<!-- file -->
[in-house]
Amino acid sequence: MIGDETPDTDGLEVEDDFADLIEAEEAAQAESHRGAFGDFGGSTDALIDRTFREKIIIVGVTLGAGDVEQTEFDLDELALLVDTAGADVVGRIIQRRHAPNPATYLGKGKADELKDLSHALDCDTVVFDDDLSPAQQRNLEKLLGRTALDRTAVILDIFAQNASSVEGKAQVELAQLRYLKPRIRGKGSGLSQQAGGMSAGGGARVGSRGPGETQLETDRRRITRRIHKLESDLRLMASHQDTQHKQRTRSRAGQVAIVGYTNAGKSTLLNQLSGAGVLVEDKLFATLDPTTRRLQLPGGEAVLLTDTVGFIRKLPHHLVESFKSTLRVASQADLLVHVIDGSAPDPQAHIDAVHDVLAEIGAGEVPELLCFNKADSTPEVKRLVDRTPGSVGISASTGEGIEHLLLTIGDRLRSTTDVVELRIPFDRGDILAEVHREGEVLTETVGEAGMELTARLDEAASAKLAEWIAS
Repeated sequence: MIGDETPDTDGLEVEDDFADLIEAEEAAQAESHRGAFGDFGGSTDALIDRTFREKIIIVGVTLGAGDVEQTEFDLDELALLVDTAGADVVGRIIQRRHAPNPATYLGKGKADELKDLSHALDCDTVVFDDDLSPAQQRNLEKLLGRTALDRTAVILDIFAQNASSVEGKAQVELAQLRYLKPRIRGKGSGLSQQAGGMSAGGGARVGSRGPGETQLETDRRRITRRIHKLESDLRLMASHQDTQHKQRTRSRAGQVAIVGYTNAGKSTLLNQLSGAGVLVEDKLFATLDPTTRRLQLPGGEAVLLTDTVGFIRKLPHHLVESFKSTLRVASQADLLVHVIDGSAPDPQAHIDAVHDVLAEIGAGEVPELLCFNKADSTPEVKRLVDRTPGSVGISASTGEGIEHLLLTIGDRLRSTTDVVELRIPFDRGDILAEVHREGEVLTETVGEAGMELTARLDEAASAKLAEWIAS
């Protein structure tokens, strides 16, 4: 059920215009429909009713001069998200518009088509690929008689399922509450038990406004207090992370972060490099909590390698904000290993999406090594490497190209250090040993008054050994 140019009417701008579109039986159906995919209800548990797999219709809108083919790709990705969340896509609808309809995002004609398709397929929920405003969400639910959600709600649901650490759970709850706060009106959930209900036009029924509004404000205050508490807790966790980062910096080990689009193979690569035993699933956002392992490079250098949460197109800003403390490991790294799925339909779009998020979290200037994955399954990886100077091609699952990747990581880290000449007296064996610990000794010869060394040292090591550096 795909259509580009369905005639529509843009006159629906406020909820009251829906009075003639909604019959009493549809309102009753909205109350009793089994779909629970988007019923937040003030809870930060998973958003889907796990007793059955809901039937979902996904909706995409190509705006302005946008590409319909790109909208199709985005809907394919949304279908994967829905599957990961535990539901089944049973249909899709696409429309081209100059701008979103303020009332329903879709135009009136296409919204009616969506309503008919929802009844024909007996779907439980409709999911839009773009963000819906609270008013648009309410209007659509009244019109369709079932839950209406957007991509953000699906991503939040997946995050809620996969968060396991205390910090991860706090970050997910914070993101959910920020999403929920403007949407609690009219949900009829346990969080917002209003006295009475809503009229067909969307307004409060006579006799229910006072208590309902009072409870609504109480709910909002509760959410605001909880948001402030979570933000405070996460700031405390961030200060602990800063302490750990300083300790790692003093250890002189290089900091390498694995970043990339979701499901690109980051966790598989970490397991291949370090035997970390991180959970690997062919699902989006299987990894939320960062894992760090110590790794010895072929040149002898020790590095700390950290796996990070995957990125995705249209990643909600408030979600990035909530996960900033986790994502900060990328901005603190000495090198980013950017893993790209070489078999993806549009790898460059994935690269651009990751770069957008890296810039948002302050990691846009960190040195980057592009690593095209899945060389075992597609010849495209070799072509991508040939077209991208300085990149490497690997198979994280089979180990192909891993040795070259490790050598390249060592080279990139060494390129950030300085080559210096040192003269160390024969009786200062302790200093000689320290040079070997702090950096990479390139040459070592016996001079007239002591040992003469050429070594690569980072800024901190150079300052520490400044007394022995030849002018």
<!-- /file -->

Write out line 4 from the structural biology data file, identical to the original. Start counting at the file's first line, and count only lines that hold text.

């Protein structure tokens, strides 16, 4: 059920215009429909009713001069998200518009088509690929008689399922509450038990406004207090992370972060490099909590390698904000290993999406090594490497190209250090040993008054050994 140019009417701008579109039986159906995919209800548990797999219709809108083919790709990705969340896509609808309809995002004609398709397929929920405003969400639910959600709600649901650490759970709850706060009106959930209900036009029924509004404000205050508490807790966790980062910096080990689009193979690569035993699933956002392992490079250098949460197109800003403390490991790294799925339909779009998020979290200037994955399954990886100077091609699952990747990581880290000449007296064996610990000794010869060394040292090591550096 795909259509580009369905005639529509843009006159629906406020909820009251829906009075003639909604019959009493549809309102009753909205109350009793089994779909629970988007019923937040003030809870930060998973958003889907796990007793059955809901039937979902996904909706995409190509705006302005946008590409319909790109909208199709985005809907394919949304279908994967829905599957990961535990539901089944049973249909899709696409429309081209100059701008979103303020009332329903879709135009009136296409919204009616969506309503008919929802009844024909007996779907439980409709999911839009773009963000819906609270008013648009309410209007659509009244019109369709079932839950209406957007991509953000699906991503939040997946995050809620996969968060396991205390910090991860706090970050997910914070993101959910920020999403929920403007949407609690009219949900009829346990969080917002209003006295009475809503009229067909969307307004409060006579006799229910006072208590309902009072409870609504109480709910909002509760959410605001909880948001402030979570933000405070996460700031405390961030200060602990800063302490750990300083300790790692003093250890002189290089900091390498694995970043990339979701499901690109980051966790598989970490397991291949370090035997970390991180959970690997062919699902989006299987990894939320960062894992760090110590790794010895072929040149002898020790590095700390950290796996990070995957990125995705249209990643909600408030979600990035909530996960900033986790994502900060990328901005603190000495090198980013950017893993790209070489078999993806549009790898460059994935690269651009990751770069957008890296810039948002302050990691846009960190040195980057592009690593095209899945060389075992597609010849495209070799072509991508040939077209991208300085990149490497690997198979994280089979180990192909891993040795070259490790050598390249060592080279990139060494390129950030300085080559210096040192003269160390024969009786200062302790200093000689320290040079070997702090950096990479390139040459070592016996001079007239002591040992003469050429070594690569980072800024901190150079300052520490400044007394022995030849002018």